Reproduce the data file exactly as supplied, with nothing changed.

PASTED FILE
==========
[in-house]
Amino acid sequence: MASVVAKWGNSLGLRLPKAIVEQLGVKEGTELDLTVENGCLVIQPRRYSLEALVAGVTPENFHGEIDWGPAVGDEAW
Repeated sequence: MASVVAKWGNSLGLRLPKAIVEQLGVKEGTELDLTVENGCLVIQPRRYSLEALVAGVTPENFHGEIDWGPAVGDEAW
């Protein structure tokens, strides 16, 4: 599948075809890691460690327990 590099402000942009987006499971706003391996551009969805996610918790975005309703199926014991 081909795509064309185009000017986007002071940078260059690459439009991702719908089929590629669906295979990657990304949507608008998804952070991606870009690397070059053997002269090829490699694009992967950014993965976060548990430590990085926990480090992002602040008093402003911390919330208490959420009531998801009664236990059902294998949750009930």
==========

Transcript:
[in-house]
Amino acid sequence: MASVVAKWGNSLGLRLPKAIVEQLGVKEGTELDLTVENGCLVIQPRRYSLEALVAGVTPENFHGEIDWGPAVGDEAW
Repeated sequence: MASVVAKWGNSLGLRLPKAIVEQLGVKEGTELDLTVENGCLVIQPRRYSLEALVAGVTPENFHGEIDWGPAVGDEAW
């Protein structure tokens, strides 16, 4: 599948075809890691460690327990 590099402000942009987006499971706003391996551009969805996610918790975005309703199926014991 081909795509064309185009000017986007002071940078260059690459439009991702719908089929590629669906295979990657990304949507608008998804952070991606870009690397070059053997002269090829490699694009992967950014993965976060548990430590990085926990480090992002602040008093402003911390919330208490959420009531998801009664236990059902294998949750009930």